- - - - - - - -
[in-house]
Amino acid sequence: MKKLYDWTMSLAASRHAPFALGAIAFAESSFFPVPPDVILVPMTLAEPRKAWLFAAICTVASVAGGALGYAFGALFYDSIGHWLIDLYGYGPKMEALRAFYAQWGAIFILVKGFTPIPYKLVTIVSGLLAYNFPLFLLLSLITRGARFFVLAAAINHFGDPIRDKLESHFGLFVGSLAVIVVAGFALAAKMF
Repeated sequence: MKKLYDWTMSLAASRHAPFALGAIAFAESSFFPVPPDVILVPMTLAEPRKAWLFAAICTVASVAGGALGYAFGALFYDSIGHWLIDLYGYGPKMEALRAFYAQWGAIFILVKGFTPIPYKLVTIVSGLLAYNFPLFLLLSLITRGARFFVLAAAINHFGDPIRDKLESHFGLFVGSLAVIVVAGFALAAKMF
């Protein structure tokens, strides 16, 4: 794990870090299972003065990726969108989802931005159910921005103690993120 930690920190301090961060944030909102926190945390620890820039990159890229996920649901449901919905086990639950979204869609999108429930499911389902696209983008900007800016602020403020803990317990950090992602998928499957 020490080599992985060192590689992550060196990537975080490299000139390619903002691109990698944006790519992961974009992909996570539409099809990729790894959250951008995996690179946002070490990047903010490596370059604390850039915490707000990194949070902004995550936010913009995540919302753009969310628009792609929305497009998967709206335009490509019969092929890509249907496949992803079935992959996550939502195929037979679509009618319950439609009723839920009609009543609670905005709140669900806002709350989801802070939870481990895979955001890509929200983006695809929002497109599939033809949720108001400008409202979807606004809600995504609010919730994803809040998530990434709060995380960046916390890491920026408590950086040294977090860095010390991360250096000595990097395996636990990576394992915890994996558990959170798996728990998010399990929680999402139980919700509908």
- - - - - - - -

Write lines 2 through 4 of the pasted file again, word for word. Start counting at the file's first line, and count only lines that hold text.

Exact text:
Amino acid sequence: MKKLYDWTMSLAASRHAPFALGAIAFAESSFFPVPPDVILVPMTLAEPRKAWLFAAICTVASVAGGALGYAFGALFYDSIGHWLIDLYGYGPKMEALRAFYAQWGAIFILVKGFTPIPYKLVTIVSGLLAYNFPLFLLLSLITRGARFFVLAAAINHFGDPIRDKLESHFGLFVGSLAVIVVAGFALAAKMF
Repeated sequence: MKKLYDWTMSLAASRHAPFALGAIAFAESSFFPVPPDVILVPMTLAEPRKAWLFAAICTVASVAGGALGYAFGALFYDSIGHWLIDLYGYGPKMEALRAFYAQWGAIFILVKGFTPIPYKLVTIVSGLLAYNFPLFLLLSLITRGARFFVLAAAINHFGDPIRDKLESHFGLFVGSLAVIVVAGFALAAKMF
């Protein structure tokens, strides 16, 4: 794990870090299972003065990726969108989802931005159910921005103690993120 930690920190301090961060944030909102926190945390620890820039990159890229996920649901449901919905086990639950979204869609999108429930499911389902696209983008900007800016602020403020803990317990950090992602998928499957 020490080599992985060192590689992550060196990537975080490299000139390619903002691109990698944006790519992961974009992909996570539409099809990729790894959250951008995996690179946002070490990047903010490596370059604390850039915490707000990194949070902004995550936010913009995540919302753009969310628009792609929305497009998967709206335009490509019969092929890509249907496949992803079935992959996550939502195929037979679509009618319950439609009723839920009609009543609670905005709140669900806002709350989801802070939870481990895979955001890509929200983006695809929002497109599939033809949720108001400008409202979807606004809600995504609010919730994803809040998530990434709060995380960046916390890491920026408590950086040294977090860095010390991360250096000595990097395996636990990576394992915890994996558990959170798996728990998010399990929680999402139980919700509908």